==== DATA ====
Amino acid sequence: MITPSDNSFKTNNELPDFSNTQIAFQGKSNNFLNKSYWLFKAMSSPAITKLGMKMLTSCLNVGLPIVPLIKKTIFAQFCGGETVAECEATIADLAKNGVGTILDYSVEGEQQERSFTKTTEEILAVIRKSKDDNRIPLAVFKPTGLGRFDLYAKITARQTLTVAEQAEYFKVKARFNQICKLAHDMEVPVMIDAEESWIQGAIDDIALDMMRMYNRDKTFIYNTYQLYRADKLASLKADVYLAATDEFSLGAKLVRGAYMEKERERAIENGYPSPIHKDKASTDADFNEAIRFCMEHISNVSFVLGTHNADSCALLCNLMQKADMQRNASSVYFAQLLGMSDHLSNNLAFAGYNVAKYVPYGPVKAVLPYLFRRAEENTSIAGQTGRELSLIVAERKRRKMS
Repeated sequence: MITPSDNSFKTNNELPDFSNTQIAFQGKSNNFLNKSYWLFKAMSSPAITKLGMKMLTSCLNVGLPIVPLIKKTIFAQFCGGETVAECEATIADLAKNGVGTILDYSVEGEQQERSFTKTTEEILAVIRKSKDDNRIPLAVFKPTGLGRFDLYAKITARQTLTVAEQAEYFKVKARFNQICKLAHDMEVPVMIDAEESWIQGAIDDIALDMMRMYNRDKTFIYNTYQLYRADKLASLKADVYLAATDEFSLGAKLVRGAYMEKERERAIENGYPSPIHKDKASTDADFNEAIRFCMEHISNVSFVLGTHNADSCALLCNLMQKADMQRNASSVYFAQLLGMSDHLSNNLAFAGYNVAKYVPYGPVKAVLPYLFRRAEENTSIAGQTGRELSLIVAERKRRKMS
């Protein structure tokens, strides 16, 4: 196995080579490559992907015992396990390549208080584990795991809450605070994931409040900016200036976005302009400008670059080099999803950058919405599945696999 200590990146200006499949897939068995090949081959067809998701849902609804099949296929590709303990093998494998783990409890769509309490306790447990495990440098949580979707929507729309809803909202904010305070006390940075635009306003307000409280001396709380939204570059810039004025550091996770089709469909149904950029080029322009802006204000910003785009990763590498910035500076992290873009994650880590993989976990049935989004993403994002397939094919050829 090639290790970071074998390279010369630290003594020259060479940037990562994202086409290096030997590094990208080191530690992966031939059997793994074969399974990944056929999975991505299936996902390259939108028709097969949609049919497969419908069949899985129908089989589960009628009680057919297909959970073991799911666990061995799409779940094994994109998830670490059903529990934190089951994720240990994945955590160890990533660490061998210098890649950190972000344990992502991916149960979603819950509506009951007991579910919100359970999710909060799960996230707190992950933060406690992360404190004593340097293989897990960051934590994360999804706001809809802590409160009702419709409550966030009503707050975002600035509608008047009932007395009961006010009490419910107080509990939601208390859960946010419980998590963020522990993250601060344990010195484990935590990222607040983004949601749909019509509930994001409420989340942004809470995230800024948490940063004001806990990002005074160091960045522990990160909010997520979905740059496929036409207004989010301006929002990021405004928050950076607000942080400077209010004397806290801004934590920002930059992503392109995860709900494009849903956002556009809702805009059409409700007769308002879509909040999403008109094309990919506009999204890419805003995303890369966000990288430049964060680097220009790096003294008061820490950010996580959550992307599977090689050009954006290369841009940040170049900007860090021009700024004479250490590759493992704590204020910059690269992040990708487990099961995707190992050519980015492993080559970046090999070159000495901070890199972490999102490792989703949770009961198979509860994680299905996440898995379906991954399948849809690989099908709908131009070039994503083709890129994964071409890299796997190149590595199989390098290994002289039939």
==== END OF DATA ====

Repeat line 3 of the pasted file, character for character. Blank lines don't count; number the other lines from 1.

């Protein structure tokens, strides 16, 4: 196995080579490559992907015992396990390549208080584990795991809450605070994931409040900016200036976005302009400008670059080099999803950058919405599945696999 200590990146200006499949897939068995090949081959067809998701849902609804099949296929590709303990093998494998783990409890769509309490306790447990495990440098949580979707929507729309809803909202904010305070006390940075635009306003307000409280001396709380939204570059810039004025550091996770089709469909149904950029080029322009802006204000910003785009990763590498910035500076992290873009994650880590993989976990049935989004993403994002397939094919050829 090639290790970071074998390279010369630290003594020259060479940037990562994202086409290096030997590094990208080191530690992966031939059997793994074969399974990944056929999975991505299936996902390259939108028709097969949609049919497969419908069949899985129908089989589960009628009680057919297909959970073991799911666990061995799409779940094994994109998830670490059903529990934190089951994720240990994945955590160890990533660490061998210098890649950190972000344990992502991916149960979603819950509506009951007991579910919100359970999710909060799960996230707190992950933060406690992360404190004593340097293989897990960051934590994360999804706001809809802590409160009702419709409550966030009503707050975002600035509608008047009932007395009961006010009490419910107080509990939601208390859960946010419980998590963020522990993250601060344990010195484990935590990222607040983004949601749909019509509930994001409420989340942004809470995230800024948490940063004001806990990002005074160091960045522990990160909010997520979905740059496929036409207004989010301006929002990021405004928050950076607000942080400077209010004397806290801004934590920002930059992503392109995860709900494009849903956002556009809702805009059409409700007769308002879509909040999403008109094309990919506009999204890419805003995303890369966000990288430049964060680097220009790096003294008061820490950010996580959550992307599977090689050009954006290369841009940040170049900007860090021009700024004479250490590759493992704590204020910059690269992040990708487990099961995707190992050519980015492993080559970046090999070159000495901070890199972490999102490792989703949770009961198979509860994680299905996440898995379906991954399948849809690989099908709908131009070039994503083709890129994964071409890299796997190149590595199989390098290994002289039939």